The Buckeye Institute’s Robert Alt Testifies in Favor of Ohio Senate Bill 3
Nov 19, 2020
Columbus, OH – On Thursday, Robert Alt, president and chief executive officer of The Buckeye Institute, lent his expertise and testified (see full text below or download a PDF) before the Ohio House Criminal Justice Committee in favor of Senate Bill 3, which would reform Ohio’s drug sentencing laws to better serve justice and treat those suffering from addiction by applying sensible best practices.
Watch Robert Alt Testify:
Alt is a nationally-renowned legal scholar with more than two decades of experience studying and advocating various reforms to criminal justice laws, who previously taught Criminal Law at Case Western Reserve University School of Law. He opened his verbal testimony by citing to the 6,238 drug-overdose deaths in Ohio since 2019, which is greater than the number of Ohioans who have succumbed to COVID-19. Alt proceeded to underscore the reliability of Senate Bill 3’s source material—the Ohio Criminal Justice Recodification Committee’s 2017 report—discussed the failures with Ohio’s existing sentencing law, and closed by describing why the time is right for Ohio to reclassify most drug possession offenses.
In highlighting the credible work of Ohio’s Criminal Justice Recodification Committee, which undertook a comprehensive effort to review and suggest revisions to update Ohio’s criminal justice laws in 2015, Alt noted that “Senate Bill 3 largely adopts the weight thresholds from the Recodification Committee’s final report, which are based upon real life scenarios and impartial university research,” and pointed out that the recommended reforms will “help ensure that Ohio treats those caught in the cycle of addiction fairly, while still holding those in the business of selling drugs accountable for their actions.”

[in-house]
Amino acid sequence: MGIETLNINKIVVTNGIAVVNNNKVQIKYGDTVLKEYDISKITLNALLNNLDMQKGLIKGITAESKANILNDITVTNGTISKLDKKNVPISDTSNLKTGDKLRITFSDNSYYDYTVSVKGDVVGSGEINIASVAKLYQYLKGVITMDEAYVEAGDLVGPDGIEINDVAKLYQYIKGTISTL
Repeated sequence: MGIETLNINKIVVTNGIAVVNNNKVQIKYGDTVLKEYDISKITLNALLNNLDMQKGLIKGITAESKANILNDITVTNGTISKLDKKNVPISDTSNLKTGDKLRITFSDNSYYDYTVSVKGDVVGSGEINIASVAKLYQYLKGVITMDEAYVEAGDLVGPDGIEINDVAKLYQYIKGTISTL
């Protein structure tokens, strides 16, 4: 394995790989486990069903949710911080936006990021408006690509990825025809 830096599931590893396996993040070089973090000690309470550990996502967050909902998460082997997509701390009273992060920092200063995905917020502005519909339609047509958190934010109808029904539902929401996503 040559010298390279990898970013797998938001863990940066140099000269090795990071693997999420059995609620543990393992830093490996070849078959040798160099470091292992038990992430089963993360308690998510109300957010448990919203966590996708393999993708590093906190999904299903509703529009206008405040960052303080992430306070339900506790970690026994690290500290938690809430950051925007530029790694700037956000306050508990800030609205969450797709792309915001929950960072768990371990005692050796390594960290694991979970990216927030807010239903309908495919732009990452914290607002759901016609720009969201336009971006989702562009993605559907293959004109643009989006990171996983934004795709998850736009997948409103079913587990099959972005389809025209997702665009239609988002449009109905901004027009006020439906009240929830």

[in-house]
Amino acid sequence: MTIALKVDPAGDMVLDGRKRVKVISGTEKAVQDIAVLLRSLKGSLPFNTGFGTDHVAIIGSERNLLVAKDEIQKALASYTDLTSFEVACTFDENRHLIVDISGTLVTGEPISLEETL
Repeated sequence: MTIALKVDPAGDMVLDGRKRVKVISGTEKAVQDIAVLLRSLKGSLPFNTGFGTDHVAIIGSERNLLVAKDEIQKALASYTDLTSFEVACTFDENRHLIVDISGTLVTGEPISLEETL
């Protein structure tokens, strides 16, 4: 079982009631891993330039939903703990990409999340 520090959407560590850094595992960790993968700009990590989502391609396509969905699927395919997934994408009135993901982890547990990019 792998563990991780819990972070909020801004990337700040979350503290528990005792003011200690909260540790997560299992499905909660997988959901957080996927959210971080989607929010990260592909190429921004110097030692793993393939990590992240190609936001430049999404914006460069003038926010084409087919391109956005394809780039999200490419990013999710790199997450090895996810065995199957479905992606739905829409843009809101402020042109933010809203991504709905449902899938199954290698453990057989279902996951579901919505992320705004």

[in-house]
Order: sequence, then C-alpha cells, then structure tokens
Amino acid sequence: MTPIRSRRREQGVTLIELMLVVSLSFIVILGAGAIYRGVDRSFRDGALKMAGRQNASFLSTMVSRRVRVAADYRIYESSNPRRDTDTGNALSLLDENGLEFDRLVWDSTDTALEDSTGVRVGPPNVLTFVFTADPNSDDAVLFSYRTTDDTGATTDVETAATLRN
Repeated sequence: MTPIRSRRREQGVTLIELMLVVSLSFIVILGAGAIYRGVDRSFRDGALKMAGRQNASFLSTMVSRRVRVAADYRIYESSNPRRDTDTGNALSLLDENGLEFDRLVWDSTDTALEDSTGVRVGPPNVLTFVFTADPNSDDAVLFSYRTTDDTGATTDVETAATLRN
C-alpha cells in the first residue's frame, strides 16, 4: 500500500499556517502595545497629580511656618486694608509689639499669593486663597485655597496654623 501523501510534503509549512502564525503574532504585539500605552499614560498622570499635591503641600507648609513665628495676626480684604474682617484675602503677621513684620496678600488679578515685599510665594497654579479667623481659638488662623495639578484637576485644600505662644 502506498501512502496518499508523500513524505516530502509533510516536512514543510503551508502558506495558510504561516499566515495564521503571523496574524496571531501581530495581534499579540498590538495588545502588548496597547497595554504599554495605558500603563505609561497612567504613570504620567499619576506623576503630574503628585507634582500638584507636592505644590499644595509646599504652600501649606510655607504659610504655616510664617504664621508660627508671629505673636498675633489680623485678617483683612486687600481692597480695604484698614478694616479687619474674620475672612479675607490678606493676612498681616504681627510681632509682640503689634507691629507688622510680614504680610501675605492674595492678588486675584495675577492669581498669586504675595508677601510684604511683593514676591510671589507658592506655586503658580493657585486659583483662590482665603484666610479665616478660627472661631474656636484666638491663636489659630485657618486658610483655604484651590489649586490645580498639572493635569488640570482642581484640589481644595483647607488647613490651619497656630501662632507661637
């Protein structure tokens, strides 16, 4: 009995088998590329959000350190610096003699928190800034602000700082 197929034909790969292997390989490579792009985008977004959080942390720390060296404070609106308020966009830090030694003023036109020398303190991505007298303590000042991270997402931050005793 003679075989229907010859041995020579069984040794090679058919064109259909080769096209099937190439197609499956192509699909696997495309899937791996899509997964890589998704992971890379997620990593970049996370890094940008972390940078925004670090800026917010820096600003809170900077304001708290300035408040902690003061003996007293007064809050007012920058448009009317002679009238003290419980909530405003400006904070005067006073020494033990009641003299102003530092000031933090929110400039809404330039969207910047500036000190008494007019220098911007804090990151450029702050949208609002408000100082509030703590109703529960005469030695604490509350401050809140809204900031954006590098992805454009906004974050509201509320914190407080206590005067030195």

Alt observed that Ohio currently fails to adequately address addiction or deter criminal behavior, which costs Ohio a “great deal of money to deliver these uninspiring results.” Alt urged the committee to look at best practices as outlined by the Recodification Committee and reliable research and data to determine the length of sentences, pointing out that Senate Bill 3 “takes a commonsense, evidence-based approach to ensure that Ohio law adequately reflects the complex nature of addiction and drug trafficking by providing treatment for those possessing drugs and by continuing to hold drug traffickers accountable for their crimes.”